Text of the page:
August 7th 2020:

Plymouth Cycling Campaign (PCyC) and Plymouth City Council (PCC) agree new Strategic Liaison Group

Over the last few months dealings between ouselves and the city council have been frustrated by poor communication and lack of transparency over key decisions. We have continued to push for positive change for cyclists and cycling in Plymouth and have kept up our lobbying. We are pleased to say that this has led to the setting up of a Strategic Liaison Group with senior officers from the city council and committee members from PCyC agreeing to meet on a three monthly basis.

The first of these meetings took place earlier this week and the main focus for discussion was the detail of the recent successful Transforming Cities Fund bid from which PCC has secured an initial £7.6m in tranche 1 with a further £51.2m in tranche 2. This funding is for sustainable transport schemes in general but does include welcome improvements to cycling infrastructure and measures to boost cycling in the city. One of the council officers leading this scheme will be giving us a more detailed briefing on TCF and an overview of the elements of the bid can be found here:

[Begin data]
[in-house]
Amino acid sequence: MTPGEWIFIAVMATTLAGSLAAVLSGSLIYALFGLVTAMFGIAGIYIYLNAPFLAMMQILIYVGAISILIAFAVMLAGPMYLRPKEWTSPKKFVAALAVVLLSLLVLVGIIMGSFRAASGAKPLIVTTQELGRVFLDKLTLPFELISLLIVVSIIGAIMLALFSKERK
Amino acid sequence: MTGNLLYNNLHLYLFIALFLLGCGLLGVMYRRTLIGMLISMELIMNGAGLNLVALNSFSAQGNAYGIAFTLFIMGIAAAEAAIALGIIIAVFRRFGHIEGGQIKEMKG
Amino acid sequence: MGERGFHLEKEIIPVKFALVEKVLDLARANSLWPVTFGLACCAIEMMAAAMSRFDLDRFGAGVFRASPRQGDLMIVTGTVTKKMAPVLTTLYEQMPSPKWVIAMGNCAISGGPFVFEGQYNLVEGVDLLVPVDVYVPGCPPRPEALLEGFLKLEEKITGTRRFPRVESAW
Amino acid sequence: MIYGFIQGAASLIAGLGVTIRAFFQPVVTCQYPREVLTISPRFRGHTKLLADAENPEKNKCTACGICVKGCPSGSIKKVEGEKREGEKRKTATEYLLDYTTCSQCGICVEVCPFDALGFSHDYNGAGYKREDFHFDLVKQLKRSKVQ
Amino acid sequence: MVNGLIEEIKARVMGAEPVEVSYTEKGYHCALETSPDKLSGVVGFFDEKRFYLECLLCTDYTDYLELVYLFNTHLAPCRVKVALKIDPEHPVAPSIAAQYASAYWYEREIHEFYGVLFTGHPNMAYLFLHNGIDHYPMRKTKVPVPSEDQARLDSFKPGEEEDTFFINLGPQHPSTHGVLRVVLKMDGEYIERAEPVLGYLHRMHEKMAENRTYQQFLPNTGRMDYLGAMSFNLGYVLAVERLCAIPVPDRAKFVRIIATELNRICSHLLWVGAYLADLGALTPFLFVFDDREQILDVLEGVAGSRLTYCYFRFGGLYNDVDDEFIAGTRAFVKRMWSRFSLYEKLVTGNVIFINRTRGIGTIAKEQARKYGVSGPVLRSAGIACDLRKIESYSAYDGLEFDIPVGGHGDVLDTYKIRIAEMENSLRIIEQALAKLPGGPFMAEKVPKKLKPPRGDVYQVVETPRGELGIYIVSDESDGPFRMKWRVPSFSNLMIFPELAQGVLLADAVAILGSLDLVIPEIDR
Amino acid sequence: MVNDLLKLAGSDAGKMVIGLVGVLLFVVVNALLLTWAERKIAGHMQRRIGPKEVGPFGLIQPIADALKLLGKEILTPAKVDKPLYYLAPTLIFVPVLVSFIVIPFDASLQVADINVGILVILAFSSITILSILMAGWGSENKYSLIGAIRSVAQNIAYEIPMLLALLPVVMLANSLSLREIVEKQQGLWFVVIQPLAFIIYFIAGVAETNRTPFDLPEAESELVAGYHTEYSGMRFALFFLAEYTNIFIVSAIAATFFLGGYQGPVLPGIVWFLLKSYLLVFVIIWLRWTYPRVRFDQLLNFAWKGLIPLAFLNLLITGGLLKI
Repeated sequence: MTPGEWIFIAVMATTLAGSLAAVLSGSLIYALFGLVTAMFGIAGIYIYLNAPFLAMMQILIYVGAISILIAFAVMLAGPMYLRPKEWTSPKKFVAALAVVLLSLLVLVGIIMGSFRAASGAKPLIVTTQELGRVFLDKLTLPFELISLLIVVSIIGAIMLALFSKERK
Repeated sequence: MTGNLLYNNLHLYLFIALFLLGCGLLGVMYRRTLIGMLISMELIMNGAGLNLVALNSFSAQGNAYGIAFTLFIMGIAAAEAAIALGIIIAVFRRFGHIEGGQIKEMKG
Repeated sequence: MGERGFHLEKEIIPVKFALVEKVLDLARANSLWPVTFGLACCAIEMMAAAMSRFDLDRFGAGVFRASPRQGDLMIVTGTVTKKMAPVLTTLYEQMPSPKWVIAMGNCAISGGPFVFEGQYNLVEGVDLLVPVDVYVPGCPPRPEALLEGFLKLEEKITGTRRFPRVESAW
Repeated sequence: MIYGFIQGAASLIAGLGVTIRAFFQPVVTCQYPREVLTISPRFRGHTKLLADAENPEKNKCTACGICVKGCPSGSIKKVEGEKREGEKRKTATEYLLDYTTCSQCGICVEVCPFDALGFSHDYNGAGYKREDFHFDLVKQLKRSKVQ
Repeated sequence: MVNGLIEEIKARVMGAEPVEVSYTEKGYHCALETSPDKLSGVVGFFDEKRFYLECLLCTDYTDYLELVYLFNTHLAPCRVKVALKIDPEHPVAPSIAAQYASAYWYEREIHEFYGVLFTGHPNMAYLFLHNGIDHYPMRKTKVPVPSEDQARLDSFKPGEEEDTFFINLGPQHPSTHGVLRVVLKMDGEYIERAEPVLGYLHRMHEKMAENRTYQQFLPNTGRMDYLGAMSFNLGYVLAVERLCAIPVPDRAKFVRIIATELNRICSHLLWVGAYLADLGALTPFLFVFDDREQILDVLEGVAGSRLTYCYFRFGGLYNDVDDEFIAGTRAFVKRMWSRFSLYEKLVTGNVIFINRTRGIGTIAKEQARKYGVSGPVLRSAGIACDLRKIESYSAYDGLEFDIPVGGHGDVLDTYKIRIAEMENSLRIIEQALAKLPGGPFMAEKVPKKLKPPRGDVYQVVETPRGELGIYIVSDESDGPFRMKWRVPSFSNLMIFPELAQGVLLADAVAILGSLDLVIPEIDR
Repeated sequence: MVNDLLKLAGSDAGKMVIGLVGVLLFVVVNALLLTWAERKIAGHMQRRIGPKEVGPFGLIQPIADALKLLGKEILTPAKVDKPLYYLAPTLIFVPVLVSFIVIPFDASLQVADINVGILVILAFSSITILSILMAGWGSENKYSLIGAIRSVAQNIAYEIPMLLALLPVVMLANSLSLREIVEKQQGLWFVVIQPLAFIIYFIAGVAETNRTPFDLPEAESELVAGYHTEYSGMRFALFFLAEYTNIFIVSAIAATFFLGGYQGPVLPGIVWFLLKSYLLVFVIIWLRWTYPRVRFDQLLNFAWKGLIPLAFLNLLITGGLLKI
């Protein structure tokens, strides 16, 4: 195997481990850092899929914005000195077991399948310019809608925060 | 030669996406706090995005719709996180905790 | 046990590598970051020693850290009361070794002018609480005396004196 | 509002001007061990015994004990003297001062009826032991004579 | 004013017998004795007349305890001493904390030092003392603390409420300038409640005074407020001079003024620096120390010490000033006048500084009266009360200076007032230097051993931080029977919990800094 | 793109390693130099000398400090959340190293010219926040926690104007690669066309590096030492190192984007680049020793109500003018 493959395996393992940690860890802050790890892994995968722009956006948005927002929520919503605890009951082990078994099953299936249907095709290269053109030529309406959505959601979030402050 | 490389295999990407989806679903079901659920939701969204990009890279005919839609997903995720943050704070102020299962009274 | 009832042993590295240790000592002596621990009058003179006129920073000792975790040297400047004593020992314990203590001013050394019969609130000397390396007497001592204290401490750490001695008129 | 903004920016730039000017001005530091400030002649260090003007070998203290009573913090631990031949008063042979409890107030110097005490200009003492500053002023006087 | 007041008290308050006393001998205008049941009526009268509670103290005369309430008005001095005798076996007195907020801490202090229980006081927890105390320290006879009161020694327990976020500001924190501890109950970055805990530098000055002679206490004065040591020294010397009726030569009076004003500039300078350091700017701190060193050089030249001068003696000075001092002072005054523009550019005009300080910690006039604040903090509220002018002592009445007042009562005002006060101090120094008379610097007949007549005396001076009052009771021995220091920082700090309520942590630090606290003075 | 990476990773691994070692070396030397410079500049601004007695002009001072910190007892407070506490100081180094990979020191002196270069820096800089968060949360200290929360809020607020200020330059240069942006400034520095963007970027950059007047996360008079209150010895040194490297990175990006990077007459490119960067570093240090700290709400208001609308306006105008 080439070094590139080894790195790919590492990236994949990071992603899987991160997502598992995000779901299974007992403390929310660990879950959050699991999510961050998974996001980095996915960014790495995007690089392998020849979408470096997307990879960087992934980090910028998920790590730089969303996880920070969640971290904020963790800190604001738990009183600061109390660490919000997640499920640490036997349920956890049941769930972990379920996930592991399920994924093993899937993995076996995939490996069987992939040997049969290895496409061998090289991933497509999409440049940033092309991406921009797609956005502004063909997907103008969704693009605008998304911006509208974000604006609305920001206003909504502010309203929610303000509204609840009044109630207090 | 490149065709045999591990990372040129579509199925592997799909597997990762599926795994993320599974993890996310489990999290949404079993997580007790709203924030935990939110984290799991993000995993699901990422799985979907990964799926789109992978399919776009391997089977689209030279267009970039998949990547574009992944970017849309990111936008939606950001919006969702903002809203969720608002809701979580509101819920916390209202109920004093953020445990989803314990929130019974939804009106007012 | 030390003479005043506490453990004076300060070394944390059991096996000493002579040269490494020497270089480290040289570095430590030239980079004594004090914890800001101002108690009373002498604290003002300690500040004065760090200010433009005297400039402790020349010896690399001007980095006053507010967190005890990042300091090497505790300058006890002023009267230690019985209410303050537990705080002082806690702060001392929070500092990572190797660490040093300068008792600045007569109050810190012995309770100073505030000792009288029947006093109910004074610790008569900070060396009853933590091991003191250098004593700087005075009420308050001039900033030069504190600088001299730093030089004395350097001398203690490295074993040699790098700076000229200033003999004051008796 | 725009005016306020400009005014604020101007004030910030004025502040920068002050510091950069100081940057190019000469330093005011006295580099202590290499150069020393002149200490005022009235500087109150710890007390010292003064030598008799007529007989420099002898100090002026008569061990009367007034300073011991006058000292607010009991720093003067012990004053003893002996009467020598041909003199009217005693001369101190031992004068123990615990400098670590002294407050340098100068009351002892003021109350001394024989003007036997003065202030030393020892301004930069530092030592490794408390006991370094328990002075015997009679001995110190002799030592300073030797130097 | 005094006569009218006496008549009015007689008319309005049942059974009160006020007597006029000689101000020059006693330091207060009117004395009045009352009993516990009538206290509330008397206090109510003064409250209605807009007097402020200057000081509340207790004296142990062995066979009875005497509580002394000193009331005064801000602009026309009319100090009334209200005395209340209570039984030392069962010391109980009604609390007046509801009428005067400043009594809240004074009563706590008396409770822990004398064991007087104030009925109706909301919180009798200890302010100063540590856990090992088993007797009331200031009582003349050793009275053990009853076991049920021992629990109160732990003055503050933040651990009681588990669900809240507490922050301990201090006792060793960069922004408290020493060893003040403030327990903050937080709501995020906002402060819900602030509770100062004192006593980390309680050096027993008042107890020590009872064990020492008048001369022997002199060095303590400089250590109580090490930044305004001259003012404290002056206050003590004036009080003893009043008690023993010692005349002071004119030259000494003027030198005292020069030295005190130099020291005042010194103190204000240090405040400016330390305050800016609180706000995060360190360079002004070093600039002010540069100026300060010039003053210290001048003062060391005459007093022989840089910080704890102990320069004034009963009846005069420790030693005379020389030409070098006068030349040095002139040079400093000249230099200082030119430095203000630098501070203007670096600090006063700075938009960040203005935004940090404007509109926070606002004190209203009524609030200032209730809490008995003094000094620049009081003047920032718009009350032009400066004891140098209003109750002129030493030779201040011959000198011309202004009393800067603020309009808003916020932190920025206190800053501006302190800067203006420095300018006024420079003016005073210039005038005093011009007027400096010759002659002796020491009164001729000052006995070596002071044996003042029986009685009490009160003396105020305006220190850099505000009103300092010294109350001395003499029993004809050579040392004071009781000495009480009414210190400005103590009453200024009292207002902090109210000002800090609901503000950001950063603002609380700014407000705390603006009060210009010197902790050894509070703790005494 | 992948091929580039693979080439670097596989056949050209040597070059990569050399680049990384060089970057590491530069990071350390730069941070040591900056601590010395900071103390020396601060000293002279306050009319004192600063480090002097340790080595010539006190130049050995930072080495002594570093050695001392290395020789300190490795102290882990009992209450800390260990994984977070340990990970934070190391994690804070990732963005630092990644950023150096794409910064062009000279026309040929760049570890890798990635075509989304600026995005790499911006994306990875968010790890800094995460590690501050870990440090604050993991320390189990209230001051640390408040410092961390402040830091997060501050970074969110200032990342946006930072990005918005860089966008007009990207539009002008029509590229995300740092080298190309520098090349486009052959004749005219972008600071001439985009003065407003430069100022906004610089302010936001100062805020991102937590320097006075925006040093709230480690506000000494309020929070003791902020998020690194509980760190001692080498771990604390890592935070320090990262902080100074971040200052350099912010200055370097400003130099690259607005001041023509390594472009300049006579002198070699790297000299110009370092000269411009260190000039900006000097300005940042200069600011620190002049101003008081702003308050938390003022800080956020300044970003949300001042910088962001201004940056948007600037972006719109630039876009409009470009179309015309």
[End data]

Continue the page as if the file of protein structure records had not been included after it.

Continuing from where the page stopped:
We also discussed the Emergency Active Travel funding package. Plymouth was successful in getting the full allocation of £249 000 in tranche 1 which will fund a city centre cycle path along Armada Way and a variety of other measures, some of which we have campaigned for over a long period such as mandatory restrictions on parking in cycle lanes on Devonport Hill and Billacombe Road, introduction of cycle contraflows and removal of cycle lane barriers.

The bid for the second tranche of funding worth almost one million pounds has to be submitted by 7 August. This funding must be spent by March 2021 so there are limits on what is deliverable in that timescale. We have again submitted a number of schemes including reallocation of road space, safety improvements on roundabouts and crossings, further contraflows, safety and signing improvements that we believe will make it easier and safer for people to cycle around Plymouth. While this is billed as emergency funding the clear intention is that measures put in place should become permanent.

We were able to make clear that a number of the Campaign’s priorities have not yet been addressed, and as more funding becomes available we will continue to raise these at our quarterly meetings with the Council. For an overview of what we are campaigning for, visit our Campaigns page.

In the next meeting of the Strategic Liaison Group we will review progress on the TCF and Emergency Active Travel Fund and want to discuss the next annual Climate Emergency Action Plan.